Interview with Kimberly Blumenthal, MD, MSc
2016 - The AAAAI Foundation & Dr. Phillip Lieberman Faculty Development Award
Kimberly Blumenthal, MD, MSc
Massachusetts General Hospital
Project: “New Approaches to Beta-Lactam Allergy Research”
$240,000 paid over 3 years
Award Term: July 2016-June 2019
What is your research focused on and what are you hoping to discover?
Patients who report that they are allergic to penicillin get more broad spectrum, less effective, and more toxic antibiotics, which can lead to more resistant bacteria colonization and infection, health-care associated infections, and increased healthcare costs. But, of the 32 million patients in the US who report a penicillin allergy, less than 5% of patients are truly allergic.
My research focuses on both reported and true allergic reactions to penicillin and related beta-lactam antibiotics to further our knowledge of the epidemiology and impact of these drug allergies on patient outcomes and cost of care. I use methods of clinical epidemiology, bioinformatics, and simulation/decision science to study drug allergies, specifically starting with penicillin allergy. I am building a simulation model that will project changes in both clinical outcomes and costs that would occur if different US policies were adopted around the use of allergy procedures, such as penicillin skin testing.
Pictured: Kimberly Blumenthal, MD and AAAAI President Thomas Fleisher, MD FAAAAI, at the 2016 Foundation Benefit.
Why did you choose Allergy/Immunology as your field of study?
My interests in Allergy/Immunology stem from my experiences during Internal Medicine residency at Massachusetts General Hospital. I saw first-hand two common problems with drug allergy. First, many inpatients have long and poorly-defined lists of reported drug allergies. Of these reported allergies, penicillin was the most common. I saw how reported allergies – even if not true or concerning – impacted patient care. In the case of penicillin allergy, patients were prescribed antibiotics like vancomycin or clindamycin, which resulted too often in more adverse reactions and more clinical failures. Second, for patients who developed allergic reactions to medications in the hospital, determining the causative drug and how to clearly document the reaction posed a clinical challenge.
Given my interest in drug allergy research that is linked to improving clinical care, I chose to practice Allergy/Immunology in an academic tertiary care referral center, study the epidemiology and impact of drug allergy, and apply allergy specialist knowledge to improve the care of all patients with reported drug hypersensitivities in our healthcare system.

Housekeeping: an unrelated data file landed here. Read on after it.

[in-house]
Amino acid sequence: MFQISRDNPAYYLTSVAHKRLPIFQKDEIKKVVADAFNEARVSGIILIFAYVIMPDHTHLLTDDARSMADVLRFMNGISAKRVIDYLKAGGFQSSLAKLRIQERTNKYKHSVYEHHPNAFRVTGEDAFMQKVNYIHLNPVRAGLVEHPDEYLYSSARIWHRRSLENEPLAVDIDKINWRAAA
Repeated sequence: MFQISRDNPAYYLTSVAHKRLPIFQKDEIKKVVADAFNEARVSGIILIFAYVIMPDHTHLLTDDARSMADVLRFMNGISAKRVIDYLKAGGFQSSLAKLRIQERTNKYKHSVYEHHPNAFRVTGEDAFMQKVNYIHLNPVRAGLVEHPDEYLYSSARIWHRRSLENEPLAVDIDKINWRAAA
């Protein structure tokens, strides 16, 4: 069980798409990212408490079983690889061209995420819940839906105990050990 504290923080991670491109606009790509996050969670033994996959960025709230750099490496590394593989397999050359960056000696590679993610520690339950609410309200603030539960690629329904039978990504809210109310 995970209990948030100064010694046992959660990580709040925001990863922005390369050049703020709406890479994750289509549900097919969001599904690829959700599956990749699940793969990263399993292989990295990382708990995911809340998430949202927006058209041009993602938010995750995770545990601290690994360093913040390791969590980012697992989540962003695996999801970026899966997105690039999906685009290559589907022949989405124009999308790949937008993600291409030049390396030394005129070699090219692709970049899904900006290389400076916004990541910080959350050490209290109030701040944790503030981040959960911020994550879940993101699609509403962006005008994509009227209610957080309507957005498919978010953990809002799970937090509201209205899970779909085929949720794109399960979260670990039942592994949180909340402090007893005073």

Who are your mentors?
I have been fortunate to have a research mentor who is an expert in decision analysis and cost-effectiveness analysis, Rochelle Walensky, MD, Co-Director of the Medical Practice Evaluation Center at Massachusetts General Hospital, a practicing Infectious Disease clinician, and professor at Harvard Medical School. I have also benefitted from the experiences and advice of my other role models and mentors at Massachusetts General Hospital, including Aleena Banerji, MD, Aidan A. Long, MD, FAAAAI, Elizabeth A. Mort, MD and Erica Seiguer Shenoy, MD, PhD, and my chief, Andrew D. Luster, MD PhD.
How do you hope this grant money will assist in your career development?
At face value, this award provides me with the fundamental financial support to grow my science, and develop a research program that uses clinical epidemiology and simulation as it relates to allergic and immunologic diseases broadly, and drug allergy specifically. However, this grant provides support that goes beyond the financial commitment by raising the profile of clinical research methods and the public health problem of penicillin allergy. Importantly, receiving this grant additionally means that the AAAAI Foundation believes in my work, which in itself motivates me to discover, produce, and work towards becoming an expert in this research space.